Killed and wounded

"Three people died directly from the shelling. But people died not only from shelling - Olga remembers. - One man needed hemodialysis. He came to Kozarovychi from Kyiv to hide from hostilities. Nobody knew that there would be an occupation. And he needed blood filtration three times a week. "

The man died.

"We had cases when parents came running and said that an asthmatic child was suffocating. Or someone with diabetes who needed insulin - continues Olga. - This was the most difficult because there is no substitute for an inhaler or insulin. We were looking for something in the pharmacies on the shelves that had not yet been stolen."

About thirty people were hospitalized during this time.

"There was a 27-year-old girl, bad luck. She was sitting in the basement in Kozarovychi, and when they seemed to stop firing, she went out either for firewood or to fire the stove to keep warm – because it was cold in the basement. And at this time, a shell flew in and shattered her spine. Everything above the navel – she feels. Below – all paralyzed," Olga says.

Later, it became possible to send the wounded with the Red Cross - the russians let them through. This woman was also taken to the hospital "to the big land" as Olga says.

Photo: Photo: Max Trebukhov

"We often joked that there is a big land, and there is us. We live without electricity, the Internet is sporadic, and money means nothing - neither electronic nor paper. The shops are all bombed. Right now, we don't have a single shop that survived. There was only barter - one could exchange a pack of cigarettes for something else, like in prison."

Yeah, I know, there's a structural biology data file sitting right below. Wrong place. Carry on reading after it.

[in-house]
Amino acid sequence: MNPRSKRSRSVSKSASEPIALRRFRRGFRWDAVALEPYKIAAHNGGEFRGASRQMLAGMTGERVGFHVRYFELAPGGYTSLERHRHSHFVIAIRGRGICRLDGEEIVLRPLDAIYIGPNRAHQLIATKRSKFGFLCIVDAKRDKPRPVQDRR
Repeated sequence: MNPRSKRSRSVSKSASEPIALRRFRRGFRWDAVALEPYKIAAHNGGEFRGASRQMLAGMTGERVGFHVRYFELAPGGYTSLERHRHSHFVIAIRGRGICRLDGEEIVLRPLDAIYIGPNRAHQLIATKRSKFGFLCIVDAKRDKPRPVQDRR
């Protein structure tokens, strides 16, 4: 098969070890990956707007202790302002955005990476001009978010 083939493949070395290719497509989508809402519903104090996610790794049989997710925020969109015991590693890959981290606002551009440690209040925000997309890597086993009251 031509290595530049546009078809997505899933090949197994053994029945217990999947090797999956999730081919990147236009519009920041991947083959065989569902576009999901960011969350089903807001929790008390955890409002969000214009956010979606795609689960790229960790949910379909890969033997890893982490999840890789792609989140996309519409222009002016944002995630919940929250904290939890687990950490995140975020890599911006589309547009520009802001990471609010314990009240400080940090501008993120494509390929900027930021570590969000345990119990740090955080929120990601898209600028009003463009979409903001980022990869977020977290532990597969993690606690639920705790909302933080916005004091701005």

Olga goes on to mention the wounded who were rescued:

"There was a 14-year-old girl Dasha. She was in the car with her father, stepmother, and grandfather. When the russians started firing at the car, her father and stepmother died. And the grandfather closed Dasha with his own body, opened the door, and told her to run away. She crawled into the ditch. The russians shot at her and laughed. They said, "the goal!" 

Dasha was found by a priest, who bandaged her wounds and kept her at his place. "Then he managed to come to us from Katyuzhanka – this was the first time someone came to us from Katyuzhanka. He somehow begged the russians at the checkpoint to let him bring Dasha to our hospital. He was given an hour to bring her in and return. The priest left, and Dasha stayed with us – Olga says. – She had a badly broken arm and a splinter in her leg. We applied plaster, and later we managed to send her to the hospital with the Red Cross."